Thursday, November 22, 2007

The Death of Innocence

Thanksgiving Day, 2007. A day for festive food and football, family and friends, and that perennial favorite, the Macy’s Thanksgiving Day Parade. It is the one day each year when people are most likely to spell my last name correctly. It’s not Macey, Masey, Massey, or even Mason, but just a simple four-letter-word: Macy.

But this post isn’t going to focus on family history, it is going to examine an intersection between personal and national history. I want to ramble about one of those highly significant days that was so cataclysmic and historic that anyone who lived through it, and was old enough, can remember exactly what they were doing at the time. The date: November 22, 1963, forty-four years ago today. The event: the murder of President John Fitzgerald Kennedy.

I was a sophomore in high school in the resort town of Noel, Missouri, that November. Our class was small, twenty some young people in a school population, 1st grade through 12th grade, of probably less than 300 students. Our school was four blocks off of Main Street, in a quiet part of a quiet town. Many of the students walked home for lunch every day, and some even walked down to Main Street and ate at the local drug store. We had an hour for lunch, and the concept of a closed campus was unheard of.

I had eaten lunch at school that day and was sitting in the study hall room talking to friends when the news first started to come in. Melvin, a senior who had just returned from having lunch at home, began spreading the word that he had seen on television that President Kennedy had been shot. Ten minutes or so later when the bell rang to go back to class, the word had filtered throughout the school.

My memory of the rest of the day is that everybody was too stunned to focus on school. Some kids were openly sobbing, and most of the others had a bewildered look that seemed to say, “What do we do now?” The school had no televisions to wheel into the classrooms in 1963, so we were left knowing something terrible was occurring, but unable to follow events. Some kids did go home to watch the story unfold on television, but most of us stayed in class and tried to concentrate on school.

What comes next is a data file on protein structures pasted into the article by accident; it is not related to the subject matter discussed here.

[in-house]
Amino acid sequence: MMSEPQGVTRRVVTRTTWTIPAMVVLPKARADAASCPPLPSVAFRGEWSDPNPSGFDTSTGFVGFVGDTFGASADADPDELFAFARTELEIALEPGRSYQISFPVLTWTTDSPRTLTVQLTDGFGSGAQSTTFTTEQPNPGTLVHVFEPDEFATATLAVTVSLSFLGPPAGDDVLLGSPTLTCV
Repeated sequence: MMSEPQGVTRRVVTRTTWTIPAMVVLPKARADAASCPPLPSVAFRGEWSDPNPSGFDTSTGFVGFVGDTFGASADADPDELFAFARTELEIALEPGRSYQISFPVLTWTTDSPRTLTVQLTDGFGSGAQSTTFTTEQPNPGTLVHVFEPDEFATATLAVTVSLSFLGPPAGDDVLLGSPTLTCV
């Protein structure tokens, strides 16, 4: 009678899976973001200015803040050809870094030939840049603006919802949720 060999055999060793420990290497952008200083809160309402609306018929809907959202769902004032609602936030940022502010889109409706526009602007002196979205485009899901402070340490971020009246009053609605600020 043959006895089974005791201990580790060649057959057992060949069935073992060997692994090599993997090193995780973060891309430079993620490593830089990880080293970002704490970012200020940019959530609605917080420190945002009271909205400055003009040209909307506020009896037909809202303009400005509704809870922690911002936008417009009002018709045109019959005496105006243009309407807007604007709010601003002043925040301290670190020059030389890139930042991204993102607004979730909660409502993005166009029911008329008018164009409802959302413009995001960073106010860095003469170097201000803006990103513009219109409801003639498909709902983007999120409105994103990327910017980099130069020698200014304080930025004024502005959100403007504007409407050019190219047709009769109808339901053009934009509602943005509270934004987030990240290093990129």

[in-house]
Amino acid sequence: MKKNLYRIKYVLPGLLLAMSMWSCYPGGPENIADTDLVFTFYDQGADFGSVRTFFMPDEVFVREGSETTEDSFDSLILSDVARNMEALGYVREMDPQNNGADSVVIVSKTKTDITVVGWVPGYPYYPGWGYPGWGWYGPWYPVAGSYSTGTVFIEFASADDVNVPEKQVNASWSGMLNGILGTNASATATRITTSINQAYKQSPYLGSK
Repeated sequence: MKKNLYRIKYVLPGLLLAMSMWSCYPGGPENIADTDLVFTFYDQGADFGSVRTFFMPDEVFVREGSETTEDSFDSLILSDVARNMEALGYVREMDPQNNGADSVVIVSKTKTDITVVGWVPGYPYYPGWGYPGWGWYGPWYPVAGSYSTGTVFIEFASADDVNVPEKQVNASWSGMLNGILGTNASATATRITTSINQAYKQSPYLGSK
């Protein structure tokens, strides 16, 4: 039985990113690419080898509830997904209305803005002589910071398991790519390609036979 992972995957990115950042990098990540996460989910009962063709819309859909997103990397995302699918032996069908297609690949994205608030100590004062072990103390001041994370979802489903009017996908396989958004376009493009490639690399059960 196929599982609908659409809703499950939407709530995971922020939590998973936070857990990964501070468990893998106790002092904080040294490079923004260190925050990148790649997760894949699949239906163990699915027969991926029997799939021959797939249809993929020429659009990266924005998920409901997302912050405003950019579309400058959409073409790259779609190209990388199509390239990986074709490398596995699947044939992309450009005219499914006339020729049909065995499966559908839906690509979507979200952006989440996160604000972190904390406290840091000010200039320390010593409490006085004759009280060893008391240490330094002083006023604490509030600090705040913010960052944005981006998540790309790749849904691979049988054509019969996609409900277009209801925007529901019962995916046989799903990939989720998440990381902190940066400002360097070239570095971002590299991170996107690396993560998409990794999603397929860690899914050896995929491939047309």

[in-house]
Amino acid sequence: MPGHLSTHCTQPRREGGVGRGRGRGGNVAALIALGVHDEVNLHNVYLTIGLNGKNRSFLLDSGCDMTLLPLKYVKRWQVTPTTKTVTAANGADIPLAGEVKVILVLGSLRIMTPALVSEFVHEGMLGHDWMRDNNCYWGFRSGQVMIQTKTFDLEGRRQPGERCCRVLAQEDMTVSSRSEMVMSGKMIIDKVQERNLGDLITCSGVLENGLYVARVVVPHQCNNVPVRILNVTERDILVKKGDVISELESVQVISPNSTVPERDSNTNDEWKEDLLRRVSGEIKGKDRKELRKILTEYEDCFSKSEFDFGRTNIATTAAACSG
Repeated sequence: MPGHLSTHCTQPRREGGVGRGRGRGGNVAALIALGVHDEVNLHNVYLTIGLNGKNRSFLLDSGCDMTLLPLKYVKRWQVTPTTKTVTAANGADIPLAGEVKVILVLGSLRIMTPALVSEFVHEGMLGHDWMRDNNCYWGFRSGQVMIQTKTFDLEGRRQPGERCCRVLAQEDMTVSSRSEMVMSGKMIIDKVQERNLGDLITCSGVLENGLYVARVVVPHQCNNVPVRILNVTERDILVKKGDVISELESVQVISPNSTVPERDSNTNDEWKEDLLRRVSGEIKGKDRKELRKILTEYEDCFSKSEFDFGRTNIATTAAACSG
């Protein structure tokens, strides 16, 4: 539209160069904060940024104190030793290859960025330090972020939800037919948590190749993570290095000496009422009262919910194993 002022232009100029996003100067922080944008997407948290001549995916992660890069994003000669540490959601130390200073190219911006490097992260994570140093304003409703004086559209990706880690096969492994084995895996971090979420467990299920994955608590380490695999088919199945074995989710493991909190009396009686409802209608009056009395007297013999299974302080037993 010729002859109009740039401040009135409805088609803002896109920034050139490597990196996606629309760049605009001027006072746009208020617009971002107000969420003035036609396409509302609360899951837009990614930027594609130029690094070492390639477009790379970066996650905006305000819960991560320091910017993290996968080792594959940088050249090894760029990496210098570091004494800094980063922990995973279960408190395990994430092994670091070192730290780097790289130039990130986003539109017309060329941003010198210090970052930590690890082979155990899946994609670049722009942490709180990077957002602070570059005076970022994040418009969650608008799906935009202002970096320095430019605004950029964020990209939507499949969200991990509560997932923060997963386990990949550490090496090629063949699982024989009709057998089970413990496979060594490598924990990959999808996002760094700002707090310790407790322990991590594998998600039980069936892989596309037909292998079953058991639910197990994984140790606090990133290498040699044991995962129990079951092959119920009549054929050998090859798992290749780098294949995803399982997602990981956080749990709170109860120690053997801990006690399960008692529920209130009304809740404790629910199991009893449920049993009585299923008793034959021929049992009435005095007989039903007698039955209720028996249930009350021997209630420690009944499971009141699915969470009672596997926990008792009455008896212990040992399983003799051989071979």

Sometime that afternoon our superintendent, Mr. Bill Spears, held and all-school assembly and we all marched into the bleachers in the gymnasium. There he told us that President Kennedy had died. The crying spread through much of the student body as he tried to continued by letting us know that school would dismiss at the regular time that day. My dad was on the school board, and I learned later that Mr. Spears had contacted all of the board members and asked if he should let school out early. Somehow they had come to the conclusion to keep school in session in the pursuit of normalcy.

Years later I was principal of that same little school, by then a K-8 facility. Our music teacher was Coradell Alexander. She had been teaching music at Noel for decades by the time I came back to lead the school. Mrs. Alexander and I were visiting one day about the assassination, and she told me that Mr. Spears had been bewildered and had told staff that he had no idea what to do that day. No one had ever been through a presidential assassination before.

Two days after the President was killed I was quail hunting with my dad and a family friend when we heard the news that Lee Harvey Oswald had been shot. I had been stunned by the death of the President, but the shooting of Oswald made me feel that the world was suddenly very out of control. (Somehow I think that feeling has persisted from that day to this.)

Mr. Spears cancelled school on the day of President Kennedy’s funeral. It was a nationally televised event and I was glued to the set. I remember scenes of Charles DeGaulle, Prince Phillip, Haile Selassie, and scores of other world leaders marching in somber cadence behind the catafalque that was carrying the President. I also remember a television image of Lady Bird Johnson sitting in the White House, sipping a drink, and laughing with a group of dignitaries. It looked very uncaring, and my first thought was how did they get Jackie and the kids moved out so quickly. (I went on to become a great fan of Lady Bird’s, but I always thought that she looked a little to eager that day to be the Queen Bee.)

And life went on after that. Everyone, even high school kids in the Ozarks, seemed to know that our country had changed in irreversible ways. We had crossed a drawbridge and were stepping into a very different place, and in the background we could hear the bridge being raised. It was severing us from our innocence.

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